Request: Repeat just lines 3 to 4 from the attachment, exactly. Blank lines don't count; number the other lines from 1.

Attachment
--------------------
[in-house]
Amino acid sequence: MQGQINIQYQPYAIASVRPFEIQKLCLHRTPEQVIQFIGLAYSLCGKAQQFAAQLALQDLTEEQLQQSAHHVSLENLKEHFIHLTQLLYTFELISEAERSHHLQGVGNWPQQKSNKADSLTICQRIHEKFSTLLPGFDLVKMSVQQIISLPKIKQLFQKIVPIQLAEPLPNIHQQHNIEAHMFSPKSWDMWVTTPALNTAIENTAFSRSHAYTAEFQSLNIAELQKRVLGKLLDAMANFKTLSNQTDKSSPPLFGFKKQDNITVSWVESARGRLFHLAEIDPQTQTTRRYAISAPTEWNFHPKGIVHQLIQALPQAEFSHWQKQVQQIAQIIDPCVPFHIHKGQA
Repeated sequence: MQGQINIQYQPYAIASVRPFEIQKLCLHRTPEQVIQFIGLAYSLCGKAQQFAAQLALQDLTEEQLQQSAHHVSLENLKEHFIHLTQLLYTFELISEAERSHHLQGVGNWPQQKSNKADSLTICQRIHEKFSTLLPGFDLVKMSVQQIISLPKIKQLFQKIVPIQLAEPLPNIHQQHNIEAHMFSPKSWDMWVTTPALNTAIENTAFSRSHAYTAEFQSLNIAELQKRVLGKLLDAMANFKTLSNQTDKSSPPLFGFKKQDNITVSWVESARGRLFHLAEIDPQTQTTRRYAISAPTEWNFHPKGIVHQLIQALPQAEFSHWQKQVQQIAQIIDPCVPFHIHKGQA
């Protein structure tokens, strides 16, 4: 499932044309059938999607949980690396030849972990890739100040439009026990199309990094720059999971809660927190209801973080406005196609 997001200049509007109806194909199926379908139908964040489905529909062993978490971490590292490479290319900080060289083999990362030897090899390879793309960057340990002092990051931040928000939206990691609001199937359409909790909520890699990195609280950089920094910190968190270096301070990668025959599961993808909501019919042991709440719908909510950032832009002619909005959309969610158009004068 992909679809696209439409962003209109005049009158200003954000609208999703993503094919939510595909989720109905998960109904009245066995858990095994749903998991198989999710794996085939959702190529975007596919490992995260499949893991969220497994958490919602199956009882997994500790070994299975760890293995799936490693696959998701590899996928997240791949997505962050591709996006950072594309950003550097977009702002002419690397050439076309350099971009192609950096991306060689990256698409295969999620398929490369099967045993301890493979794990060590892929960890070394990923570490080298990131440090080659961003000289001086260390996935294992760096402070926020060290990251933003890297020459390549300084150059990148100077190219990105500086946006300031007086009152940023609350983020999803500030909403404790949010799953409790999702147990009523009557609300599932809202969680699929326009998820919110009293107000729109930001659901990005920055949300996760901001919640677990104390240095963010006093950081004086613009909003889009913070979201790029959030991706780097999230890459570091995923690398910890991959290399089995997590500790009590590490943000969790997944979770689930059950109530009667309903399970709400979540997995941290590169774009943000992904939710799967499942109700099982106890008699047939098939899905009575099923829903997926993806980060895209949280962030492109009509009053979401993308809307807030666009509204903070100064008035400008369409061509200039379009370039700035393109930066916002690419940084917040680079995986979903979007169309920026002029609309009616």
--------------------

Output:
Repeated sequence: MQGQINIQYQPYAIASVRPFEIQKLCLHRTPEQVIQFIGLAYSLCGKAQQFAAQLALQDLTEEQLQQSAHHVSLENLKEHFIHLTQLLYTFELISEAERSHHLQGVGNWPQQKSNKADSLTICQRIHEKFSTLLPGFDLVKMSVQQIISLPKIKQLFQKIVPIQLAEPLPNIHQQHNIEAHMFSPKSWDMWVTTPALNTAIENTAFSRSHAYTAEFQSLNIAELQKRVLGKLLDAMANFKTLSNQTDKSSPPLFGFKKQDNITVSWVESARGRLFHLAEIDPQTQTTRRYAISAPTEWNFHPKGIVHQLIQALPQAEFSHWQKQVQQIAQIIDPCVPFHIHKGQA
């Protein structure tokens, strides 16, 4: 499932044309059938999607949980690396030849972990890739100040439009026990199309990094720059999971809660927190209801973080406005196609 997001200049509007109806194909199926379908139908964040489905529909062993978490971490590292490479290319900080060289083999990362030897090899390879793309960057340990002092990051931040928000939206990691609001199937359409909790909520890699990195609280950089920094910190968190270096301070990668025959599961993808909501019919042991709440719908909510950032832009002619909005959309969610158009004068 992909679809696209439409962003209109005049009158200003954000609208999703993503094919939510595909989720109905998960109904009245066995858990095994749903998991198989999710794996085939959702190529975007596919490992995260499949893991969220497994958490919602199956009882997994500790070994299975760890293995799936490693696959998701590899996928997240791949997505962050591709996006950072594309950003550097977009702002002419690397050439076309350099971009192609950096991306060689990256698409295969999620398929490369099967045993301890493979794990060590892929960890070394990923570490080298990131440090080659961003000289001086260390996935294992760096402070926020060290990251933003890297020459390549300084150059990148100077190219990105500086946006300031007086009152940023609350983020999803500030909403404790949010799953409790999702147990009523009557609300599932809202969680699929326009998820919110009293107000729109930001659901990005920055949300996760901001919640677990104390240095963010006093950081004086613009909003889009913070979201790029959030991706780097999230890459570091995923690398910890991959290399089995997590500790009590590490943000969790997944979770689930059950109530009667309903399970709400979540997995941290590169774009943000992904939710799967499942109700099982106890008699047939098939899905009575099923829903997926993806980060895209949280962030492109009509009053979401993308809307807030666009509204903070100064008035400008369409061509200039379009370039700035393109930066916002690419940084917040680079995986979903979007169309920026002029609309009616």